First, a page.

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Quick answer
"Esperar que" is a transitive verb phrase which is often translated as "to hope", and "indicativo" is an adjective which is often translated as "indicative". Learn more about the difference between "esperar que" and "indicativo" below.
esperar que(
ehs
-
peh
-
rahr
 
keh
)
A transitive verb phrase is a phrase that combines a verb with a preposition or other particle and requires a direct object (e.g. Take out the trash.).
transitive verb phrase
1. (to wish)
a. to hope
Espero que vengas con nosotros.I hope you'll come with us.
2. (to count on)
a. to expect
Lamentablemente, nadie espera que los precios bajen ni que aumente el empleo.Unfortunately, nobody expects prices to fall or employment to rise.
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indicativo(
een
-
dee
-
kah
-
tee
-
boh
)
An adjective is a word that describes a noun (e.g. the big dog).
1. (demonstrative)
a. indicative
La caída de la cotización de las acciones es indicativa de la desconfianza que existe.The fall in stock prices is indicative of the current lack of confidence.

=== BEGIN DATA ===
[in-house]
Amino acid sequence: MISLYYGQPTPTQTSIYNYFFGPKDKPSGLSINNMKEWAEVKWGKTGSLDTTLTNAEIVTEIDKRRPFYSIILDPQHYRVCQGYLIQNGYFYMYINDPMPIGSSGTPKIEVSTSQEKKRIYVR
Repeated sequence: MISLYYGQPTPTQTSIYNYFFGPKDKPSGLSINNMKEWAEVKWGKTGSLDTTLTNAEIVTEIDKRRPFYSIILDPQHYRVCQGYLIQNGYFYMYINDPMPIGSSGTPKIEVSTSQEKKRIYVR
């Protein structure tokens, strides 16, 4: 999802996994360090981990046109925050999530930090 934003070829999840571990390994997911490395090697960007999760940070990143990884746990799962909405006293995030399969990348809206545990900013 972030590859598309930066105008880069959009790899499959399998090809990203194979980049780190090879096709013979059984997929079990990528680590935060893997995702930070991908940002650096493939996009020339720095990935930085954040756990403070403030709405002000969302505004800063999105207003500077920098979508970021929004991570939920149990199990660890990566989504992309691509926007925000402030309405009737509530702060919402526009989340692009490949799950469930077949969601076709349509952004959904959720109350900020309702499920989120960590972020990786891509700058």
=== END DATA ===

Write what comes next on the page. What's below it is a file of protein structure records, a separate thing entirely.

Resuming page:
2. (grammar)
a. indicativo
La frase "ella canta" está en el modo indicativo.The sentence "she sings" is in the indicative mood.
A masculine noun is used with masculine articles and adjectives (e.g. el hombre guapo, el sol amarillo).
3. (grammar)
a. indicative
En español el indicativo me resulta mucho más fácil que el subjuntivo.I find the indicative much easier than the subjunctive in Spanish.
4. (radio)
a. call sign
La policía llamó por radio a la oficina central y dio su indicativo: delta, romeo, tres, dos.The police officer radioed headquarters and gave her call sign: delta, romeo, three two.
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